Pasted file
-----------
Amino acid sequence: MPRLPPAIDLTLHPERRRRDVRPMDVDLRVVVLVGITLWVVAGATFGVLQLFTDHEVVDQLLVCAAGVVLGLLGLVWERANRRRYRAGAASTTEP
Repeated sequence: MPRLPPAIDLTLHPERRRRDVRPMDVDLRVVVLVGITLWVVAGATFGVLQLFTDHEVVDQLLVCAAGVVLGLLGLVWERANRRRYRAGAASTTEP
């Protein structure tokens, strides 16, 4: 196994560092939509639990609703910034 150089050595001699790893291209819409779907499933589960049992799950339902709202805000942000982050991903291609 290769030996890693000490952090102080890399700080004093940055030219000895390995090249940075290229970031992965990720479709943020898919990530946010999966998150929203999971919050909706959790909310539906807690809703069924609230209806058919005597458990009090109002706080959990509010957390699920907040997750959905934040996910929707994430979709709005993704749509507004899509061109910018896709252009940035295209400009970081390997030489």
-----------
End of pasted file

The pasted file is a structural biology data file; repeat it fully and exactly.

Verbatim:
Amino acid sequence: MPRLPPAIDLTLHPERRRRDVRPMDVDLRVVVLVGITLWVVAGATFGVLQLFTDHEVVDQLLVCAAGVVLGLLGLVWERANRRRYRAGAASTTEP
Repeated sequence: MPRLPPAIDLTLHPERRRRDVRPMDVDLRVVVLVGITLWVVAGATFGVLQLFTDHEVVDQLLVCAAGVVLGLLGLVWERANRRRYRAGAASTTEP
């Protein structure tokens, strides 16, 4: 196994560092939509639990609703910034 150089050595001699790893291209819409779907499933589960049992799950339902709202805000942000982050991903291609 290769030996890693000490952090102080890399700080004093940055030219000895390995090249940075290229970031992965990720479709943020898919990530946010999966998150929203999971919050909706959790909310539906807690809703069924609230209806058919005597458990009090109002706080959990509010957390699920907040997750959905934040996910929707994430979709709005993704749509507004899509061109910018896709252009940035295209400009970081390997030489």